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Woodduck said:
As the "other poster," I will caution you against assuming you know what others mean and reporting on their views without checking to be sure you're not misrepresenting them.
That seems to be characteristic of that particular poster.
 

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Very true as well. I've often said in art I'll usually take interesting "failures" over boring "successes" any day, and a lot of my favorite art were acquired tastes that I did not acquire after my first several attempts at it.
That's an interesting thought. How do you think it came about that you acquired that taste? I had a similar experience when it comes to the work of the so-called Second Viennese School.
 

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Strange Magic said:
A lover of the works of Jackson Pollack will likely not be taken with those of Giorgione...
Do you have any data to back that up, or is it just something you pulled out of your backside? I love both Webern and Mozart, as a counterexample. Someone who is interested in the visual arts is likely to appreciate both artists as lying along roughly the same continuum. As for the rest, Eva Yojimbo would know more about it, but it sounds to me like rehashed Spinoza.
 

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Strange Magic said:
In the arts, the objects of those feelings are, by contrast, all over the map, with some experiencing awe and sensing profundity in places and things where others see nothing of the sort; hence the much more highly variable, individualistic responses.
I don't think it's that variable. It's not a world in which Rashomon and Bill and Ted's Excellent Adventure are considered "profound" by equal numbers of people who know both.
 

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Your counterexample of one! And Pollack, Cot, and Giorgione along a continuum. Let's add Kinkade, and the dogs playing poker. What are you contributing to the discussion?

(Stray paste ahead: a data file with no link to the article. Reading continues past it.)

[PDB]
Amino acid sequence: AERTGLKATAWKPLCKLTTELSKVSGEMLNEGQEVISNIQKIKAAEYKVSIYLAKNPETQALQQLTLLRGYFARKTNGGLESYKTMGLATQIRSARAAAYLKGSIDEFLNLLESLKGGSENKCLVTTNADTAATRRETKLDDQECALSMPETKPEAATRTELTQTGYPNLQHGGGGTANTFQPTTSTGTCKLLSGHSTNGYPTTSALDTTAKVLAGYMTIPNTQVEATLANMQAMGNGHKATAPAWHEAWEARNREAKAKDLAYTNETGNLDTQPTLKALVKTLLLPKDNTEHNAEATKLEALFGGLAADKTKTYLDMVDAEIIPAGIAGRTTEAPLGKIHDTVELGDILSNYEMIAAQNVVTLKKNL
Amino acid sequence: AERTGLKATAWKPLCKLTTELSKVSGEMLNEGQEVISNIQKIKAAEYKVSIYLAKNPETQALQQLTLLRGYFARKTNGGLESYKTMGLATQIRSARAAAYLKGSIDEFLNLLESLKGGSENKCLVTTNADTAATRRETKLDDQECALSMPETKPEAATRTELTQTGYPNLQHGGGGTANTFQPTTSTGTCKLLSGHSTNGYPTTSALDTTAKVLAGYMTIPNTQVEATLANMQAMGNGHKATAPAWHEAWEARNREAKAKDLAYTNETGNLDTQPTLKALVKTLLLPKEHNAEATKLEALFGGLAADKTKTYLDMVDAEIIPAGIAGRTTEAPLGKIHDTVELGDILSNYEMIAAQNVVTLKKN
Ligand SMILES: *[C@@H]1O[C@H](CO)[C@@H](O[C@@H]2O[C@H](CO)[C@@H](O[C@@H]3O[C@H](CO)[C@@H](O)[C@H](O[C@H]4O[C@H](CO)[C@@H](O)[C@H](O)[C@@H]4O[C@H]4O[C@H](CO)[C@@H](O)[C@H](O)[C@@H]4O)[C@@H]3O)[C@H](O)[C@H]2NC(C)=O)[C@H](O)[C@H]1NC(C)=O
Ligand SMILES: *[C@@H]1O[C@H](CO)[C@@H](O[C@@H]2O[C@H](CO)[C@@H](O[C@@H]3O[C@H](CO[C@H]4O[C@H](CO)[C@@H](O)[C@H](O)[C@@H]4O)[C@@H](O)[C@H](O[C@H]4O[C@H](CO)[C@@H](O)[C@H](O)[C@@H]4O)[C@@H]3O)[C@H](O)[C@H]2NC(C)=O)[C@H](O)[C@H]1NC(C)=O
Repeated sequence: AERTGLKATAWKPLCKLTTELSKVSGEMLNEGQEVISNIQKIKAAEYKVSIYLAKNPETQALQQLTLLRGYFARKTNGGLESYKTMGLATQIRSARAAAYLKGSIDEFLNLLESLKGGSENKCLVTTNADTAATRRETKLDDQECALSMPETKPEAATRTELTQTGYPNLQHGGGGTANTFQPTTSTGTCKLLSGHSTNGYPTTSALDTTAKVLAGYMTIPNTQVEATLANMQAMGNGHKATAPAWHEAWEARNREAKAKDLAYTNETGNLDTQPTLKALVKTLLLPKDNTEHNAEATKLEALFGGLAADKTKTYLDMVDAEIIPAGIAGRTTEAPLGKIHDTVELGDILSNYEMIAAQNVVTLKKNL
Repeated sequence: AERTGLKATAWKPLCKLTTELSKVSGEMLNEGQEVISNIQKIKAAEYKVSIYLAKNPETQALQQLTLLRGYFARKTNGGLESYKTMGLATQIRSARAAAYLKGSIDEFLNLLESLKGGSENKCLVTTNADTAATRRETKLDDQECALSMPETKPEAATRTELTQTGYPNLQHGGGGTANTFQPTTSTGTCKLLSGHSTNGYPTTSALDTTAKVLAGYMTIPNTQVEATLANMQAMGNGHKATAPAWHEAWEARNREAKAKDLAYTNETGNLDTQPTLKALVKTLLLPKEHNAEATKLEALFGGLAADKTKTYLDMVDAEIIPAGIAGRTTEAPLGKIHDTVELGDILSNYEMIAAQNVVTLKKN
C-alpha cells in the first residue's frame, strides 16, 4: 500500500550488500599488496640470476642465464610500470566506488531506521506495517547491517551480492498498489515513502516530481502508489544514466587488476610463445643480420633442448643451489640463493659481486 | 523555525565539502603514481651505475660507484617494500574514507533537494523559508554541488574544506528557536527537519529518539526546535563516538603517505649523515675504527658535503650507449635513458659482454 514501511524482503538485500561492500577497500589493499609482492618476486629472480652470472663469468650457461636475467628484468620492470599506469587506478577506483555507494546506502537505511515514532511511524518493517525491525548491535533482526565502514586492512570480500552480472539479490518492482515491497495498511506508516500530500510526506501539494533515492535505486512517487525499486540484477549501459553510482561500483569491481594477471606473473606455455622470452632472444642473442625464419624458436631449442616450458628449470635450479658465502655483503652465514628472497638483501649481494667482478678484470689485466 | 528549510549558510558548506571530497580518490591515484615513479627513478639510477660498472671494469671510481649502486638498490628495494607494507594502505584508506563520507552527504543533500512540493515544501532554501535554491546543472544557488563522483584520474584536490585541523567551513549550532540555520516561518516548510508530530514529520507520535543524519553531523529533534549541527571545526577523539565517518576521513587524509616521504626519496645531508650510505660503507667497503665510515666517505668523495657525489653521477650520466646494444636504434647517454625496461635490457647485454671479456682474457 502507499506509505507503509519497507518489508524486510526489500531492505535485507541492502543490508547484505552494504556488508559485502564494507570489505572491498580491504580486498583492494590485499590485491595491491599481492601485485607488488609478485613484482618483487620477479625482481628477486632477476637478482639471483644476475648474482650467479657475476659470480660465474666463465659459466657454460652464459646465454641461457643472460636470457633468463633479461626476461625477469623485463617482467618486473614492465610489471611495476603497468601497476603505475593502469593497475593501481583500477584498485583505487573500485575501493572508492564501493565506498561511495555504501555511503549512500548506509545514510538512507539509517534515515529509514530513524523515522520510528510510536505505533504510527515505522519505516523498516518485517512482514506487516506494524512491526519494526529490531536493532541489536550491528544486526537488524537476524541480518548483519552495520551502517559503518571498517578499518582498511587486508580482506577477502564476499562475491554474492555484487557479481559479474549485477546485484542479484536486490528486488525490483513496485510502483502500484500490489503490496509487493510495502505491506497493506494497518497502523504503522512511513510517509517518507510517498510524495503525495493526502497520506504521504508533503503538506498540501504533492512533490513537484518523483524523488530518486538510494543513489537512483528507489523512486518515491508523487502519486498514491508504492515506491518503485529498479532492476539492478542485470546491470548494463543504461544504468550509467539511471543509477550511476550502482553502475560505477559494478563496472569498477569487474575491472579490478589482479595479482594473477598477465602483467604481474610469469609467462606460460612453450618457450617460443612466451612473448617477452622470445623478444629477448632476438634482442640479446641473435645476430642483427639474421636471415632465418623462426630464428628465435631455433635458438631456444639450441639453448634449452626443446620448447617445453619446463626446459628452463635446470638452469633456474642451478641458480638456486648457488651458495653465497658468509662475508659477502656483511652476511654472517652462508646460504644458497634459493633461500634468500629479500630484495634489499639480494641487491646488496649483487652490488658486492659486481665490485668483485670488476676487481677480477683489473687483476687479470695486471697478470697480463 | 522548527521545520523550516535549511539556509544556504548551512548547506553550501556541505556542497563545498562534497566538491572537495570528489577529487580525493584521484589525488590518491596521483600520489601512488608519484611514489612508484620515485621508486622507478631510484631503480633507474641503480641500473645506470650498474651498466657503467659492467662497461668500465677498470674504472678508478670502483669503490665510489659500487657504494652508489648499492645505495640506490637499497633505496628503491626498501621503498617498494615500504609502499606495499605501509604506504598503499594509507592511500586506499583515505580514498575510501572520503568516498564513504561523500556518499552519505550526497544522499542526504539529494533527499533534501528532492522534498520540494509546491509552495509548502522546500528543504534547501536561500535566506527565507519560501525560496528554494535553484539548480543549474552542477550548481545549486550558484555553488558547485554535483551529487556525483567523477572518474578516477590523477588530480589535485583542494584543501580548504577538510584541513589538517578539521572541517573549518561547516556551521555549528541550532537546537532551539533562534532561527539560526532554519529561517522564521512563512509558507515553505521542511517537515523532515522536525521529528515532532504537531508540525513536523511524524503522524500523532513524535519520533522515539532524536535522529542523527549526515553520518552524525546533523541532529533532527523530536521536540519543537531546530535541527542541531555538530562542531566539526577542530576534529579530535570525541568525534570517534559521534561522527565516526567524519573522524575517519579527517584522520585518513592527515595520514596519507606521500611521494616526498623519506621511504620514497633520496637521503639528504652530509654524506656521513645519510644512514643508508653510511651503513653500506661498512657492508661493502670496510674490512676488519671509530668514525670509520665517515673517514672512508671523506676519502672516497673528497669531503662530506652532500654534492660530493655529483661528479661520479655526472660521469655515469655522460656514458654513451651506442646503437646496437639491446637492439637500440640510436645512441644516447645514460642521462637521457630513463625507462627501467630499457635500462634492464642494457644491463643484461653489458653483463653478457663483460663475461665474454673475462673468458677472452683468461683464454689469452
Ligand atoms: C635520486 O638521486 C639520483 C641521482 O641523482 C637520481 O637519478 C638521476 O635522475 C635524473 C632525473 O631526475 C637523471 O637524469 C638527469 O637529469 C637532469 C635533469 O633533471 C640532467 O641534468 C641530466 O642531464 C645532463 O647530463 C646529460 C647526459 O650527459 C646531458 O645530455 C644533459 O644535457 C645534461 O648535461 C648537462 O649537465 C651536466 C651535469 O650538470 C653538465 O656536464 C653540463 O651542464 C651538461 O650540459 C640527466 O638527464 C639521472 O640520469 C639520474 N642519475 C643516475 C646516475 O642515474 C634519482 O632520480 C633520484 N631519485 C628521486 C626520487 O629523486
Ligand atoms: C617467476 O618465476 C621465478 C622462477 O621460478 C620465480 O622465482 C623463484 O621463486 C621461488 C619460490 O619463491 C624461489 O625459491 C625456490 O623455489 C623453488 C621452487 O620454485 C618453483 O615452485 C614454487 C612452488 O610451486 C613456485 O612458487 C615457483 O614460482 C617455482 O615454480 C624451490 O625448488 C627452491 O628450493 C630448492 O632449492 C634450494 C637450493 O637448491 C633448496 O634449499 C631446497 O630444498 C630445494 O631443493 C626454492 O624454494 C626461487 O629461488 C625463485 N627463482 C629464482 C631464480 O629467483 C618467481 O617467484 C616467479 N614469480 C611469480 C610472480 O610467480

The question is what are you contributing? You start with these goofy sweeping generalizations set forth with an air of authority and triumph and which by force of inexorable logic end up in stretti of goofiness. A counterexample of one? Hey, everybody that likes both Mozart and Stravinsky, raise your hand! Sure you can add Kincade or whomever you like.
 

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Woodduck said:
... or in this case greater profundity - but because the greater number of people just "subjectively" prefer it (a redundancy, of course) to the stuff that doesn't survive.
And how many times now have we seen that thoroughly brilliant and original argument?
 

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I would like your thoughts on the dichotomy. Unless all, all (with the exception of those with brain disease) agree on a satisfactory and uniform description of the criteria of greatness, the concept of greatness in the arts will remain entirely subjective. That is my position in nutshell.
Ok...well then...so what?
 

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If we want to say that the music which "survives the years" does so because of profundity, I think it is necessary to define what profundity means.

The problem with sort of reverse-defining "Profundity" as a quality of music which survives the years is that it doesn't really map to what a listener says when they say they find a performance "Profound". I can only speak for myself but when I say I find a piece, passage, lyric, or anything "profound", I certainly don't mean to say anything about whether or not it has an impact on the development of art, or anything along those lines- it's usually a personal response.
But then you multiply your personal response by millions of other personal responses that are along the same lines. You find it profound and millions of others did too. There might be something about it then that a lot of people find to be profound. Seems pretty sensible.
 

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the problem here is that this doesn't actually get us any closer to any understanding of what "profundity" in music is, at least in an aesthetic sense. It's sort of just turning it into a semantic null, or at least a synonym for "popular among classical music listeners".